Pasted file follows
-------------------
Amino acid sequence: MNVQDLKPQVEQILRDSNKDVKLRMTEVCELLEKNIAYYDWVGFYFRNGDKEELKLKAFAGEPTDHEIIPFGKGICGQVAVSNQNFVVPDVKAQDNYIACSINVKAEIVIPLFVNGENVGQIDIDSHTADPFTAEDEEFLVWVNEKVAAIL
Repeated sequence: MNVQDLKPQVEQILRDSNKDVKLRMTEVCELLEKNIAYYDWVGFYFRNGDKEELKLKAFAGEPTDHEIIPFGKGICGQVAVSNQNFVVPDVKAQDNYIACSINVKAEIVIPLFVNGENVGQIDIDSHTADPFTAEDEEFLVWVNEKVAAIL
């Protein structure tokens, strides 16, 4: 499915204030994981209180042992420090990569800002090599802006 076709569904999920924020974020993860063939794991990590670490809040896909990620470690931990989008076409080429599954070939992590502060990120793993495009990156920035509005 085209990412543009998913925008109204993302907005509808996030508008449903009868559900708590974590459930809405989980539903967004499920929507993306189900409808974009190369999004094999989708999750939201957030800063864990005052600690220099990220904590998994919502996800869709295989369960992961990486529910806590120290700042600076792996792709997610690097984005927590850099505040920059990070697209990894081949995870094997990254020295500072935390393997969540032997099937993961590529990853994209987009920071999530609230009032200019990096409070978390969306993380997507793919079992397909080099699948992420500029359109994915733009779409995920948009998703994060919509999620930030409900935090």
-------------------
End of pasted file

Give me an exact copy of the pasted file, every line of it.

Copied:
Amino acid sequence: MNVQDLKPQVEQILRDSNKDVKLRMTEVCELLEKNIAYYDWVGFYFRNGDKEELKLKAFAGEPTDHEIIPFGKGICGQVAVSNQNFVVPDVKAQDNYIACSINVKAEIVIPLFVNGENVGQIDIDSHTADPFTAEDEEFLVWVNEKVAAIL
Repeated sequence: MNVQDLKPQVEQILRDSNKDVKLRMTEVCELLEKNIAYYDWVGFYFRNGDKEELKLKAFAGEPTDHEIIPFGKGICGQVAVSNQNFVVPDVKAQDNYIACSINVKAEIVIPLFVNGENVGQIDIDSHTADPFTAEDEEFLVWVNEKVAAIL
């Protein structure tokens, strides 16, 4: 499915204030994981209180042992420090990569800002090599802006 076709569904999920924020974020993860063939794991990590670490809040896909990620470690931990989008076409080429599954070939992590502060990120793993495009990156920035509005 085209990412543009998913925008109204993302907005509808996030508008449903009868559900708590974590459930809405989980539903967004499920929507993306189900409808974009190369999004094999989708999750939201957030800063864990005052600690220099990220904590998994919502996800869709295989369960992961990486529910806590120290700042600076792996792709997610690097984005927590850099505040920059990070697209990894081949995870094997990254020295500072935390393997969540032997099937993961590529990853994209987009920071999530609230009032200019990096409070978390969306993380997507793919079992397909080099699948992420500029359109994915733009779409995920948009998703994060919509999620930030409900935090």